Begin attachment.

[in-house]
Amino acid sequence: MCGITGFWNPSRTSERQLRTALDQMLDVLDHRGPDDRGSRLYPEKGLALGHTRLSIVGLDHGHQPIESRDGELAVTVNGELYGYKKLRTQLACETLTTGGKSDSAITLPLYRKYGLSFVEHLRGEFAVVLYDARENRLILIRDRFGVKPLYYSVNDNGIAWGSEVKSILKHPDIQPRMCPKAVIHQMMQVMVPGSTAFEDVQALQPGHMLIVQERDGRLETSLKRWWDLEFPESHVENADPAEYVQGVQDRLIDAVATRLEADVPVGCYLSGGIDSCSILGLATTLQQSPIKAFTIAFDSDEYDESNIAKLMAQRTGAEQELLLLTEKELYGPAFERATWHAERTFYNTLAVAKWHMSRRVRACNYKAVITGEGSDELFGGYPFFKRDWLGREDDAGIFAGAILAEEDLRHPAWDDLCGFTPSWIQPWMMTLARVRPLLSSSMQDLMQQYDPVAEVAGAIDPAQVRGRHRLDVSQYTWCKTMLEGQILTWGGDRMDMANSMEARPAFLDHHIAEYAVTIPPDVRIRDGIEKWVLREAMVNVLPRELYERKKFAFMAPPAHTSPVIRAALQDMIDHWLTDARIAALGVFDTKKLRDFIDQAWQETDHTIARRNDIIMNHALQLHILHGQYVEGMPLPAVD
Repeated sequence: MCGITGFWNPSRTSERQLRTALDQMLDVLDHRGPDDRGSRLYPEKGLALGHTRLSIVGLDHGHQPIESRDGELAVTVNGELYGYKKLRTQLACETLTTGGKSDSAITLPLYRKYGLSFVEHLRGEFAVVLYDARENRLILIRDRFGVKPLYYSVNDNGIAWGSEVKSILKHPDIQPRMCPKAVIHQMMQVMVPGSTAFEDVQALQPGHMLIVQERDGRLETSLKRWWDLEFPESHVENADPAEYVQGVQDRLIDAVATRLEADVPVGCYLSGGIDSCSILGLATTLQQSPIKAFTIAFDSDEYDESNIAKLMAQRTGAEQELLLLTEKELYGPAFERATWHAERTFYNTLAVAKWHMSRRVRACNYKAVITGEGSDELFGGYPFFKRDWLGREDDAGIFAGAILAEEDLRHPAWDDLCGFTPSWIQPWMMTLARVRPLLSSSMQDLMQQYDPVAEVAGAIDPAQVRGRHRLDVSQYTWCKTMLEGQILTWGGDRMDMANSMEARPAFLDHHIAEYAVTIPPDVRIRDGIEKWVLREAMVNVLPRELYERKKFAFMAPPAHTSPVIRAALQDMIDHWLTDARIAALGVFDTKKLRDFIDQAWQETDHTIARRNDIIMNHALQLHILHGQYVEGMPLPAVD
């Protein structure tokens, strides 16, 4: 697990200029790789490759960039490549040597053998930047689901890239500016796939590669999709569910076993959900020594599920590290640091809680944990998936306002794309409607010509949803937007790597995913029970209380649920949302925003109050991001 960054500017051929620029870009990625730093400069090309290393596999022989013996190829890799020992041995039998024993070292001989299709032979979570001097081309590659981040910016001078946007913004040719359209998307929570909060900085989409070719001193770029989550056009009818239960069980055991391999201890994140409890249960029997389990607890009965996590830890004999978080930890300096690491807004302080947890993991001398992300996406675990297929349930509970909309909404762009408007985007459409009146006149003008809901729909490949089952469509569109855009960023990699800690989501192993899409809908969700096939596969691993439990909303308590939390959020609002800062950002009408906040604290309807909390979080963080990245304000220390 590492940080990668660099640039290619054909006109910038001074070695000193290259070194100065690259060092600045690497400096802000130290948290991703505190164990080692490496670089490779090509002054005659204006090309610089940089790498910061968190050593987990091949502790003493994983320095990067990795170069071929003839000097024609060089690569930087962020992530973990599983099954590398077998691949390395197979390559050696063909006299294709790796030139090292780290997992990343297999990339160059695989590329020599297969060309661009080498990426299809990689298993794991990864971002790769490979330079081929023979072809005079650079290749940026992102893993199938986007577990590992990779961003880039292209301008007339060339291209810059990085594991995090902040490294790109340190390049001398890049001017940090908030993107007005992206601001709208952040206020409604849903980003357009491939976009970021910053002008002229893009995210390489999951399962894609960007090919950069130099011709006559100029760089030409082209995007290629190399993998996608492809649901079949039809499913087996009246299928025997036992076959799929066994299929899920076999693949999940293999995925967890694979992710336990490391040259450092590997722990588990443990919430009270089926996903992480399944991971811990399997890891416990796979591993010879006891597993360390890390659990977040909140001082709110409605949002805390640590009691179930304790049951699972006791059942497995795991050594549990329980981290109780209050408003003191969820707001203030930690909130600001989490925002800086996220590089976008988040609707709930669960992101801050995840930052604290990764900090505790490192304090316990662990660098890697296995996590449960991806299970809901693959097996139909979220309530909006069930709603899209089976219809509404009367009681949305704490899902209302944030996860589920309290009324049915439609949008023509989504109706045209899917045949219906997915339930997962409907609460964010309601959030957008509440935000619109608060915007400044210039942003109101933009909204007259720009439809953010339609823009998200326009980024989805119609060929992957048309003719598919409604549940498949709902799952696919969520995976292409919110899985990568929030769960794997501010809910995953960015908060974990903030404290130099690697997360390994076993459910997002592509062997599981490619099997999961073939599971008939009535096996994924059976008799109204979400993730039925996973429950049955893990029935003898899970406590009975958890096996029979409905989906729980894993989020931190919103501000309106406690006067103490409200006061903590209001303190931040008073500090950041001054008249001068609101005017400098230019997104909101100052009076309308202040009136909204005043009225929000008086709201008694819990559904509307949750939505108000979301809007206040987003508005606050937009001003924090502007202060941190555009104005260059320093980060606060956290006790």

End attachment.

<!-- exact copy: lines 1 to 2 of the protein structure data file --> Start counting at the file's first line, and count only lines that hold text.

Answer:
[in-house]
Amino acid sequence: MCGITGFWNPSRTSERQLRTALDQMLDVLDHRGPDDRGSRLYPEKGLALGHTRLSIVGLDHGHQPIESRDGELAVTVNGELYGYKKLRTQLACETLTTGGKSDSAITLPLYRKYGLSFVEHLRGEFAVVLYDARENRLILIRDRFGVKPLYYSVNDNGIAWGSEVKSILKHPDIQPRMCPKAVIHQMMQVMVPGSTAFEDVQALQPGHMLIVQERDGRLETSLKRWWDLEFPESHVENADPAEYVQGVQDRLIDAVATRLEADVPVGCYLSGGIDSCSILGLATTLQQSPIKAFTIAFDSDEYDESNIAKLMAQRTGAEQELLLLTEKELYGPAFERATWHAERTFYNTLAVAKWHMSRRVRACNYKAVITGEGSDELFGGYPFFKRDWLGREDDAGIFAGAILAEEDLRHPAWDDLCGFTPSWIQPWMMTLARVRPLLSSSMQDLMQQYDPVAEVAGAIDPAQVRGRHRLDVSQYTWCKTMLEGQILTWGGDRMDMANSMEARPAFLDHHIAEYAVTIPPDVRIRDGIEKWVLREAMVNVLPRELYERKKFAFMAPPAHTSPVIRAALQDMIDHWLTDARIAALGVFDTKKLRDFIDQAWQETDHTIARRNDIIMNHALQLHILHGQYVEGMPLPAVD